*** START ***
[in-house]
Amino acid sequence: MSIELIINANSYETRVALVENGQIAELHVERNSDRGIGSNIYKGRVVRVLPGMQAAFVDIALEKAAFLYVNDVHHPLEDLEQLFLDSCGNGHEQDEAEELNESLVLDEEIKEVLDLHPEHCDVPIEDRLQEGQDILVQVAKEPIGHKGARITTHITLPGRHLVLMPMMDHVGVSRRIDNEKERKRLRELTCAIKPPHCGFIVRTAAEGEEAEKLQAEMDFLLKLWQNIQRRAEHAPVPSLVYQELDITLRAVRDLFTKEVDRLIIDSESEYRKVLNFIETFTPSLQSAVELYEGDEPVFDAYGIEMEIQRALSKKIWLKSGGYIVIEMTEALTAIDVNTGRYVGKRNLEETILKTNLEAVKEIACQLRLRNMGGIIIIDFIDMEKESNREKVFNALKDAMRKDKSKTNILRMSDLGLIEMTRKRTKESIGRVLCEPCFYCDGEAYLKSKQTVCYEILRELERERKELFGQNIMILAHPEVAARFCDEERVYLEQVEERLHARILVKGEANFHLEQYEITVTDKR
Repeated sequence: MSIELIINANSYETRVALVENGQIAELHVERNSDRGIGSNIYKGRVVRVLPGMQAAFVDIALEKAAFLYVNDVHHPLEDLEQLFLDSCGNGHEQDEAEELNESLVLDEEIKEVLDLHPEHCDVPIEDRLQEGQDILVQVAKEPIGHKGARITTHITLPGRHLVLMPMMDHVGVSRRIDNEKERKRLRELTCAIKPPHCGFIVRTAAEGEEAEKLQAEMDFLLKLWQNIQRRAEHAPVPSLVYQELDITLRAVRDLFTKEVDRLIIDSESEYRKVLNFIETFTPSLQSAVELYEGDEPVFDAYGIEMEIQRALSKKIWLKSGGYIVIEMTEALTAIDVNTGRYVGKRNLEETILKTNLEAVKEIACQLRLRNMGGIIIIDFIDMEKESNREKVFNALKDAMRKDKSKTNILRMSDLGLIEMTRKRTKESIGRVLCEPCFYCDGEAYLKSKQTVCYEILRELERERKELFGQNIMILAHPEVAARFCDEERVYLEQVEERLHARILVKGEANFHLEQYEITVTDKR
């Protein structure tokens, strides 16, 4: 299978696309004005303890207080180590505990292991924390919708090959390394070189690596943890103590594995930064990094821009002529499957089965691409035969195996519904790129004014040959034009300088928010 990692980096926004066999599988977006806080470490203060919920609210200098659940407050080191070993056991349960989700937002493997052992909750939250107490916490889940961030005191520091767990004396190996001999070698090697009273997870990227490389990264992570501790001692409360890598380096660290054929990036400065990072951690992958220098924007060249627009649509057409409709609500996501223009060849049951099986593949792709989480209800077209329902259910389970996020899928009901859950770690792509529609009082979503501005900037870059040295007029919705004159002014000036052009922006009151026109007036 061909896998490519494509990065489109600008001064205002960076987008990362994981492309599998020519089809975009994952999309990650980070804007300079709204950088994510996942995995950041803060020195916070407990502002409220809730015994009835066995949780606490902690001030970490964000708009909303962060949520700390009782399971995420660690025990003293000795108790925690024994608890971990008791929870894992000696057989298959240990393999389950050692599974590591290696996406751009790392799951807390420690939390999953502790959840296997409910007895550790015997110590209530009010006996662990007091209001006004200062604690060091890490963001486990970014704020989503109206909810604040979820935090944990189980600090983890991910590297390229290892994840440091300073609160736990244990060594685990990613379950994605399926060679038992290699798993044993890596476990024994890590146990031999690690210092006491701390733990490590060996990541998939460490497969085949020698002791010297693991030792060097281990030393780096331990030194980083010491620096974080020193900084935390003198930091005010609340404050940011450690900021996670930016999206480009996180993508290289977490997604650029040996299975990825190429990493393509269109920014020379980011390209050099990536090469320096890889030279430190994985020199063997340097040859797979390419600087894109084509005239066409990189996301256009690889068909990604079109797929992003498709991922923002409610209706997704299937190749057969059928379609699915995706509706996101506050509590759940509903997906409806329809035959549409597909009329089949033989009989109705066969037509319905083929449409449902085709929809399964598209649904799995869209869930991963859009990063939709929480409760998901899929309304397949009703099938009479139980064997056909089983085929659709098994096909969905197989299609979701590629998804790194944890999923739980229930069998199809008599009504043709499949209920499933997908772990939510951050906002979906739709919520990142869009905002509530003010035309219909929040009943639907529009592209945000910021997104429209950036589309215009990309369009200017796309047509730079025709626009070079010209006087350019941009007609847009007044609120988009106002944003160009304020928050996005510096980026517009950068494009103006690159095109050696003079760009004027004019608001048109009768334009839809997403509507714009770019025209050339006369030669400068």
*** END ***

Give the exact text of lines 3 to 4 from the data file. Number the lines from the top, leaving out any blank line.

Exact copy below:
Repeated sequence: MSIELIINANSYETRVALVENGQIAELHVERNSDRGIGSNIYKGRVVRVLPGMQAAFVDIALEKAAFLYVNDVHHPLEDLEQLFLDSCGNGHEQDEAEELNESLVLDEEIKEVLDLHPEHCDVPIEDRLQEGQDILVQVAKEPIGHKGARITTHITLPGRHLVLMPMMDHVGVSRRIDNEKERKRLRELTCAIKPPHCGFIVRTAAEGEEAEKLQAEMDFLLKLWQNIQRRAEHAPVPSLVYQELDITLRAVRDLFTKEVDRLIIDSESEYRKVLNFIETFTPSLQSAVELYEGDEPVFDAYGIEMEIQRALSKKIWLKSGGYIVIEMTEALTAIDVNTGRYVGKRNLEETILKTNLEAVKEIACQLRLRNMGGIIIIDFIDMEKESNREKVFNALKDAMRKDKSKTNILRMSDLGLIEMTRKRTKESIGRVLCEPCFYCDGEAYLKSKQTVCYEILRELERERKELFGQNIMILAHPEVAARFCDEERVYLEQVEERLHARILVKGEANFHLEQYEITVTDKR
């Protein structure tokens, strides 16, 4: 299978696309004005303890207080180590505990292991924390919708090959390394070189690596943890103590594995930064990094821009002529499957089965691409035969195996519904790129004014040959034009300088928010 990692980096926004066999599988977006806080470490203060919920609210200098659940407050080191070993056991349960989700937002493997052992909750939250107490916490889940961030005191520091767990004396190996001999070698090697009273997870990227490389990264992570501790001692409360890598380096660290054929990036400065990072951690992958220098924007060249627009649509057409409709609500996501223009060849049951099986593949792709989480209800077209329902259910389970996020899928009901859950770690792509529609009082979503501005900037870059040295007029919705004159002014000036052009922006009151026109007036 061909896998490519494509990065489109600008001064205002960076987008990362994981492309599998020519089809975009994952999309990650980070804007300079709204950088994510996942995995950041803060020195916070407990502002409220809730015994009835066995949780606490902690001030970490964000708009909303962060949520700390009782399971995420660690025990003293000795108790925690024994608890971990008791929870894992000696057989298959240990393999389950050692599974590591290696996406751009790392799951807390420690939390999953502790959840296997409910007895550790015997110590209530009010006996662990007091209001006004200062604690060091890490963001486990970014704020989503109206909810604040979820935090944990189980600090983890991910590297390229290892994840440091300073609160736990244990060594685990990613379950994605399926060679038992290699798993044993890596476990024994890590146990031999690690210092006491701390733990490590060996990541998939460490497969085949020698002791010297693991030792060097281990030393780096331990030194980083010491620096974080020193900084935390003198930091005010609340404050940011450690900021996670930016999206480009996180993508290289977490997604650029040996299975990825190429990493393509269109920014020379980011390209050099990536090469320096890889030279430190994985020199063997340097040859797979390419600087894109084509005239066409990189996301256009690889068909990604079109797929992003498709991922923002409610209706997704299937190749057969059928379609699915995706509706996101506050509590759940509903997906409806329809035959549409597909009329089949033989009989109705066969037509319905083929449409449902085709929809399964598209649904799995869209869930991963859009990063939709929480409760998901899929309304397949009703099938009479139980064997056909089983085929659709098994096909969905197989299609979701590629998804790194944890999923739980229930069998199809008599009504043709499949209920499933997908772990939510951050906002979906739709919520990142869009905002509530003010035309219909929040009943639907529009592209945000910021997104429209950036589309215009990309369009200017796309047509730079025709626009070079010209006087350019941009007609847009007044609120988009106002944003160009304020928050996005510096980026517009950068494009103006690159095109050696003079760009004027004019608001048109009768334009839809997403509507714009770019025209050339006369030669400068």